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Lost Stars (Star Wars)
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message 1: by [deleted user] (last edited Jun 20, 2018 06:49PM) (new)

This is our contemporary SF novel discussion of...

Lost Stars by Claudia Gray Lost Stars by Claudia Gray
(2015)


RJ - Slayer of Trolls (hawk5391yahoocom) I started today. I wasn't aware this book is set during the timeline of the original film trilogy. It's a little YA for my taste but according to all the reviews I've read it's supposed to be good regardless.

Who else is reading this one or is in for the discussion?


Silvana (silvaubrey) I read this book earlier this year. It is too YA for my taste too - thhe female main character annoyed me - but has some good background/worldbuilding if you're into SW (the new canon).


message 4: by Andrea (new) - added it

Andrea | 2811 comments I was tempted to skip this one, but I recall having fond memories of reading Star Trek books with my cousin, but we never read a Star Wars one (though we'd watch the movies together). Library had it so figured I'd give it a go, the YA aspect made me hopeful it would actually be a fast read even though its 500 pages long. Just started it this morning.


Silvana (silvaubrey) I just read Guardians of the Whill by Greg Rucka and it is very good for a YA Star Wars novel.


message 6: by Andrea (new) - added it

Andrea | 2811 comments Ok, about 70% through and while I enjoy the inside POV of the Imperial Fleet (and the occasional encounter with Vader) I find myself not caring too much about the characters. Star Wars is not really my thing anyway, I've seen most of the movies (I missed one when I was sick and haven't seen the Han Solo one yet) but I can't even keep the movie titles straight :) Thus it took some time before I even figured out where in the timeline this book took place (the destruction of the Death Star was kind of a big hint though, hehe)


message 7: by Andrea (new) - added it

Andrea | 2811 comments Finished it. I was expecting to find out Thane and Ciena were the parents of the main character in the new movies (what's her name, Ray?) since we don't know who her parents actually are. But if that's the case we don't find out in this book.

Must admit I wouldn't mind finding out where Nash's story goes and if it leads to something in the new movies. Definitely had a "to be continued" feeling at the end.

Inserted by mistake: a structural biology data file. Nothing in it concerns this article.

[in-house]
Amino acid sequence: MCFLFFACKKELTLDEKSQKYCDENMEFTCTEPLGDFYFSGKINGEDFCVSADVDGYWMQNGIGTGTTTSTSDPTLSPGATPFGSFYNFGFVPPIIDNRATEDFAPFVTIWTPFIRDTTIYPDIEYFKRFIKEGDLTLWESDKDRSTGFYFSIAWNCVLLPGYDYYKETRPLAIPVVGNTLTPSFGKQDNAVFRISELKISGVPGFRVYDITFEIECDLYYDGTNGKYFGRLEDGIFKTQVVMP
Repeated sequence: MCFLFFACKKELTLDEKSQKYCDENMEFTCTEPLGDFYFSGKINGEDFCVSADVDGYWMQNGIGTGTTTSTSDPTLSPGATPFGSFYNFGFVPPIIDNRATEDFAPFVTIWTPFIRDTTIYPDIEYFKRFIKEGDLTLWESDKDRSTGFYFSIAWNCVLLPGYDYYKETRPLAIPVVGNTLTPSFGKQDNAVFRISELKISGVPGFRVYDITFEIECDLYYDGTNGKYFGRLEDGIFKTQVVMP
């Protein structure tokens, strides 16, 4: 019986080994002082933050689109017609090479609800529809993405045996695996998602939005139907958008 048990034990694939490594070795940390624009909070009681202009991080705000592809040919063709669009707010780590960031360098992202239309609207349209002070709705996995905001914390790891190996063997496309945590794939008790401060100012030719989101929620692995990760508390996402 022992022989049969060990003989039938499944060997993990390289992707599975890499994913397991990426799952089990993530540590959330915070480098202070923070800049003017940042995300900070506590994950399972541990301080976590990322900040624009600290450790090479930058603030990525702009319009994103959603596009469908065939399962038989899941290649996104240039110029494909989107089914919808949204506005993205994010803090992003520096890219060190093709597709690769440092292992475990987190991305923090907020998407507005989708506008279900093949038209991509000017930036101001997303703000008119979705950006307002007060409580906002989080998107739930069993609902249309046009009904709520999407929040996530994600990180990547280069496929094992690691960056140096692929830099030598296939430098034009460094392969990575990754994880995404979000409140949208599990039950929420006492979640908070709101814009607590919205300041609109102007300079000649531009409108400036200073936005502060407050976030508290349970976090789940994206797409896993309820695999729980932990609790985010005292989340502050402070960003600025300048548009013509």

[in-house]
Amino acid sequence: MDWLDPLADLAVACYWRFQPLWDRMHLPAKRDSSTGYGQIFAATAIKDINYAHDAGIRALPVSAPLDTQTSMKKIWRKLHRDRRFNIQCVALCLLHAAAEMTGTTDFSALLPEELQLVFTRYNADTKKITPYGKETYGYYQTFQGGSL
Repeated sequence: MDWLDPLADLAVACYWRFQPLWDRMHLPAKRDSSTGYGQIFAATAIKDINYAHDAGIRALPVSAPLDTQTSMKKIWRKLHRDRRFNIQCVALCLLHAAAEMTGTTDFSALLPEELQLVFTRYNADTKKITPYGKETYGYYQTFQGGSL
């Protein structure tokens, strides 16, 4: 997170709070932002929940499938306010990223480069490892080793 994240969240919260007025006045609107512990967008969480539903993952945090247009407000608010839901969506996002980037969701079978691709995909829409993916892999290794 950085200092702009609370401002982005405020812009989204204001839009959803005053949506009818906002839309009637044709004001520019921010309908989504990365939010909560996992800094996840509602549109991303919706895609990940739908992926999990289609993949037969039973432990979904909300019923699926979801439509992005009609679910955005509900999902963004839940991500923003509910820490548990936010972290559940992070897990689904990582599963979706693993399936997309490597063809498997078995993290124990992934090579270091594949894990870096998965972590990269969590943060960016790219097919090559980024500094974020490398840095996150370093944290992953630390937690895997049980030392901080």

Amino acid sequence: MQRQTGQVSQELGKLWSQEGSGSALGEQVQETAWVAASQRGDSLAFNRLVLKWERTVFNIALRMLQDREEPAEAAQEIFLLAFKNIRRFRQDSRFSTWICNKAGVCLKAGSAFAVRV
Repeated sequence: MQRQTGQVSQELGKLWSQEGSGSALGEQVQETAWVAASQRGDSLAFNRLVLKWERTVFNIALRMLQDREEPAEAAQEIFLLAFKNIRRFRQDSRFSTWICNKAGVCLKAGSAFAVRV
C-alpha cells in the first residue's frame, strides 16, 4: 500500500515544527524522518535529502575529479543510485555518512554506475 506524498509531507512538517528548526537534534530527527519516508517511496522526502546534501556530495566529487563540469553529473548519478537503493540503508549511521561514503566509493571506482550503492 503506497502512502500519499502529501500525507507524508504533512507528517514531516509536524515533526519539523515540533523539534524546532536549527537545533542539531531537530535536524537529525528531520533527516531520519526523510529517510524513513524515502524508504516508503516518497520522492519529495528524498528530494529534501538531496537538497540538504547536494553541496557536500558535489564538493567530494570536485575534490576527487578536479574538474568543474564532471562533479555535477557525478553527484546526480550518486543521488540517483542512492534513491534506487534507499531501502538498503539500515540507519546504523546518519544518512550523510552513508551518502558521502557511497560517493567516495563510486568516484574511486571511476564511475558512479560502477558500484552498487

message 8: by David (last edited Jun 26, 2018 03:01PM) (new) - rated it 3 stars

David (davidmullin) | 7 comments I've read this in the last year. I agree that it is a bit too much of a YA novel for my taste but I thought it was fun to go inside the Imperial fleet and learn about the inner politics, etc. I thought she did a good job of weaving the story in and around the original trilogy. I liked the tie-in to The Force Awakens at the end as well. Overall, an enjoyable read for me. Perhaps I liked it better than I remember?


message 9: by Andrea (new) - added it

Andrea | 2811 comments David wrote: "I've read this in the last year. I agree that it is a bit too much of a YA novel for my taste but I thought it was fun to go inside the Imperial fleet and learn about the inner politics, etc. I tho..."

I did like seeing how the Imperial soldiers are actually people. In the movies they are all so stiff and few have speaking roles or even personalities, but here we see them doing things that normal people do, at least when off duty (though still limited in what they can do without getting in trouble). You don't often get to see things from the "villain's" point of view. I put quotes because we still don't see the real villains (Emperor, Vader, etc) but still those who are considered villains from a movie-goer's view point. Also seeing the point of view of the "little people", the ensigns and such as opposed to the captains which usually drive stories.


RJ - Slayer of Trolls (hawk5391yahoocom) I agree with a lot of the thoughts above from Andrea and David.

Seeing the events from the original Star Wars movie trilogy from a different perspective was fun and interesting, and it was also nice to know a little more about the Battle of Jakku (which led to the scavenging in the more recent Force Awakens film). There were some great insights into how the Empire recruits and operates on a daily basis, and also some of how the Rebellion operates, and how both are perceived by the civilians not actively involved in the war, and there's even some thoughts on what life was like before the Empire existed.

But unfortunately the book is just too YA, especially the relationship between the protagonists. The first 200 pages can be pretty much summed up as: "He likes her! Does she like him! They like each other!!! OMG!!!" Blech. The interesting ideas never go too deep for fear of alienating the target audience I assume. And the ending seems more like the setup for a sequel and feels very unsatisfying.

Overall I'm glad I read it, but just barely.


message 11: by Andrea (new) - added it

Andrea | 2811 comments Randy wrote: "And the ending seems more like the setup for a sequel and feels very unsatisfying. "

And from what I could find, there was no such sequel so we're left hanging. Unless it gets picked up in the movies?


RJ - Slayer of Trolls (hawk5391yahoocom) Andrea wrote: "And from what I could find, there was no such sequel so we're left hanging. Unless it gets picked up in the movies? "

Right. And I don't read enough SW books, canon or non-, to know if these characters ever surfaced anywhere else.


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